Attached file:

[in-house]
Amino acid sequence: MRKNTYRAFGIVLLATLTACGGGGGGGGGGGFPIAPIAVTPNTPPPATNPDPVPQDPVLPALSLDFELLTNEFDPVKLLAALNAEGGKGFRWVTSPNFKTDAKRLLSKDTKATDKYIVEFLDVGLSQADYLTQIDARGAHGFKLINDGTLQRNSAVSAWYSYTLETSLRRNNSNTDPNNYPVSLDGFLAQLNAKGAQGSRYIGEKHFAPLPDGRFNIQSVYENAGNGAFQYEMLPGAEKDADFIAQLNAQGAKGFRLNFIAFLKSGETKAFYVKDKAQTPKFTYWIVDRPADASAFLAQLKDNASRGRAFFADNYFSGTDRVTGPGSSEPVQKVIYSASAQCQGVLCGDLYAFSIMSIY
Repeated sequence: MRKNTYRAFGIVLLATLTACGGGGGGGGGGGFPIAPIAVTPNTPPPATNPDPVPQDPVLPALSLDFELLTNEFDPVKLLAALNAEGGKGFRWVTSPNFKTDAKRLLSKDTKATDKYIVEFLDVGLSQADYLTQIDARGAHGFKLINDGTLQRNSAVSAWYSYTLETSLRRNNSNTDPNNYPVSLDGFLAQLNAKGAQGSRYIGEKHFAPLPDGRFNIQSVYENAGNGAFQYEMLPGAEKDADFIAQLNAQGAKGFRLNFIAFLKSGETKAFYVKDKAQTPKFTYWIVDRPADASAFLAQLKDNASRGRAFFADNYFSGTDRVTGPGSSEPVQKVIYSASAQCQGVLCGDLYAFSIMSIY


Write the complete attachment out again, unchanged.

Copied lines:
[in-house]
Amino acid sequence: MRKNTYRAFGIVLLATLTACGGGGGGGGGGGFPIAPIAVTPNTPPPATNPDPVPQDPVLPALSLDFELLTNEFDPVKLLAALNAEGGKGFRWVTSPNFKTDAKRLLSKDTKATDKYIVEFLDVGLSQADYLTQIDARGAHGFKLINDGTLQRNSAVSAWYSYTLETSLRRNNSNTDPNNYPVSLDGFLAQLNAKGAQGSRYIGEKHFAPLPDGRFNIQSVYENAGNGAFQYEMLPGAEKDADFIAQLNAQGAKGFRLNFIAFLKSGETKAFYVKDKAQTPKFTYWIVDRPADASAFLAQLKDNASRGRAFFADNYFSGTDRVTGPGSSEPVQKVIYSASAQCQGVLCGDLYAFSIMSIY
Repeated sequence: MRKNTYRAFGIVLLATLTACGGGGGGGGGGGFPIAPIAVTPNTPPPATNPDPVPQDPVLPALSLDFELLTNEFDPVKLLAALNAEGGKGFRWVTSPNFKTDAKRLLSKDTKATDKYIVEFLDVGLSQADYLTQIDARGAHGFKLINDGTLQRNSAVSAWYSYTLETSLRRNNSNTDPNNYPVSLDGFLAQLNAKGAQGSRYIGEKHFAPLPDGRFNIQSVYENAGNGAFQYEMLPGAEKDADFIAQLNAQGAKGFRLNFIAFLKSGETKAFYVKDKAQTPKFTYWIVDRPADASAFLAQLKDNASRGRAFFADNYFSGTDRVTGPGSSEPVQKVIYSASAQCQGVLCGDLYAFSIMSIY